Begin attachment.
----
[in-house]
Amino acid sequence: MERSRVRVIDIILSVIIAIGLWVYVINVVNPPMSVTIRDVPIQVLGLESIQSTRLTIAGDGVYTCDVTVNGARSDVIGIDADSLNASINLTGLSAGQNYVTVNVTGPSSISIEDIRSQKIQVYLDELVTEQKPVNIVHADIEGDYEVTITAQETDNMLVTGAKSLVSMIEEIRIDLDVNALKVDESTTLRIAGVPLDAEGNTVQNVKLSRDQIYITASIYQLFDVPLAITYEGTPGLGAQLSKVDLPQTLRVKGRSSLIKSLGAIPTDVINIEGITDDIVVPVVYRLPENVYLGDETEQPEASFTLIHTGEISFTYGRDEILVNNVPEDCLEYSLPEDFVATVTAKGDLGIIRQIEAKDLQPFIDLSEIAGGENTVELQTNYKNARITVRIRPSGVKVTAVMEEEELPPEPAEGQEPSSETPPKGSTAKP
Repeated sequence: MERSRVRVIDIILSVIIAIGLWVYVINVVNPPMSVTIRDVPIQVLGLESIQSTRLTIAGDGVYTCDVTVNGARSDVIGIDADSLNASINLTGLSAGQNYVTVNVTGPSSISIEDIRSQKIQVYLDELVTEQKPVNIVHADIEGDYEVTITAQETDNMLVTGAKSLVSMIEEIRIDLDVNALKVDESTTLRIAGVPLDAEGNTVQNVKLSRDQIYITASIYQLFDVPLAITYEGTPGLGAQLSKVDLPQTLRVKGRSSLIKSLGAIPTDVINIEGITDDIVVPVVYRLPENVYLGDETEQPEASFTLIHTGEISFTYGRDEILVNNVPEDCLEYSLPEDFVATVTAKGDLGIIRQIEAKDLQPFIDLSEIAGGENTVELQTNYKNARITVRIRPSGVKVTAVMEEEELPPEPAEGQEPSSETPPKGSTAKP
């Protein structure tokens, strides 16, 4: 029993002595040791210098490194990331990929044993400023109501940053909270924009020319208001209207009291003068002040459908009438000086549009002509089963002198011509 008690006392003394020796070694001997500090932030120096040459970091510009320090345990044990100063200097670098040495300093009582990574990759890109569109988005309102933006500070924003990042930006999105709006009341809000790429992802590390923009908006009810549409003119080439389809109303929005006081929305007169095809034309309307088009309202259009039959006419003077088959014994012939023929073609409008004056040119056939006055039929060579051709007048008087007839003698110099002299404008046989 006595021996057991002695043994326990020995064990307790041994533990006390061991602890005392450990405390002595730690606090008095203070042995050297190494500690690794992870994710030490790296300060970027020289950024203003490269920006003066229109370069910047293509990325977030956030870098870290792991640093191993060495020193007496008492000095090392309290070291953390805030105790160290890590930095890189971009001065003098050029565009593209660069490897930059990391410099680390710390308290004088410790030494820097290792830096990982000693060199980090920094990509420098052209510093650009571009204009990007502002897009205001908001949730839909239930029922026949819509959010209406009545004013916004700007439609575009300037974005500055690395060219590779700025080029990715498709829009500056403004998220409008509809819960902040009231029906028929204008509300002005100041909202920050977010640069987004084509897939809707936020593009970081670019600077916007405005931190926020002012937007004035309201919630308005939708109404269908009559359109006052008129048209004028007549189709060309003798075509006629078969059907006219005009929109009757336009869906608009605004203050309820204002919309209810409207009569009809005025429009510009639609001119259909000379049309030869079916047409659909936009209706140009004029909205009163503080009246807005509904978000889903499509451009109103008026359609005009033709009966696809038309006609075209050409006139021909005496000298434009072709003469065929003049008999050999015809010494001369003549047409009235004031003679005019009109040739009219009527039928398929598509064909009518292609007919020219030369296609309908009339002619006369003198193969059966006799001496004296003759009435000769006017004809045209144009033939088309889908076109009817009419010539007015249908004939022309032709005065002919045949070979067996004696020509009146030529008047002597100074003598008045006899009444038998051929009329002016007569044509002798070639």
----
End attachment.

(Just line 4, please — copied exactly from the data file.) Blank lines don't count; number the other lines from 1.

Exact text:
């Protein structure tokens, strides 16, 4: 029993002595040791210098490194990331990929044993400023109501940053909270924009020319208001209207009291003068002040459908009438000086549009002509089963002198011509 008690006392003394020796070694001997500090932030120096040459970091510009320090345990044990100063200097670098040495300093009582990574990759890109569109988005309102933006500070924003990042930006999105709006009341809000790429992802590390923009908006009810549409003119080439389809109303929005006081929305007169095809034309309307088009309202259009039959006419003077088959014994012939023929073609409008004056040119056939006055039929060579051709007048008087007839003698110099002299404008046989 006595021996057991002695043994326990020995064990307790041994533990006390061991602890005392450990405390002595730690606090008095203070042995050297190494500690690794992870994710030490790296300060970027020289950024203003490269920006003066229109370069910047293509990325977030956030870098870290792991640093191993060495020193007496008492000095090392309290070291953390805030105790160290890590930095890189971009001065003098050029565009593209660069490897930059990391410099680390710390308290004088410790030494820097290792830096990982000693060199980090920094990509420098052209510093650009571009204009990007502002897009205001908001949730839909239930029922026949819509959010209406009545004013916004700007439609575009300037974005500055690395060219590779700025080029990715498709829009500056403004998220409008509809819960902040009231029906028929204008509300002005100041909202920050977010640069987004084509897939809707936020593009970081670019600077916007405005931190926020002012937007004035309201919630308005939708109404269908009559359109006052008129048209004028007549189709060309003798075509006629078969059907006219005009929109009757336009869906608009605004203050309820204002919309209810409207009569009809005025429009510009639609001119259909000379049309030869079916047409659909936009209706140009004029909205009163503080009246807005509904978000889903499509451009109103008026359609005009033709009966696809038309006609075209050409006139021909005496000298434009072709003469065929003049008999050999015809010494001369003549047409009235004031003679005019009109040739009219009527039928398929598509064909009518292609007919020219030369296609309908009339002619006369003198193969059966006799001496004296003759009435000769006017004809045209144009033939088309889908076109009817009419010539007015249908004939022309032709005065002919045949070979067996004696020509009146030529008047002597100074003598008045006899009444038998051929009329002016007569044509002798070639």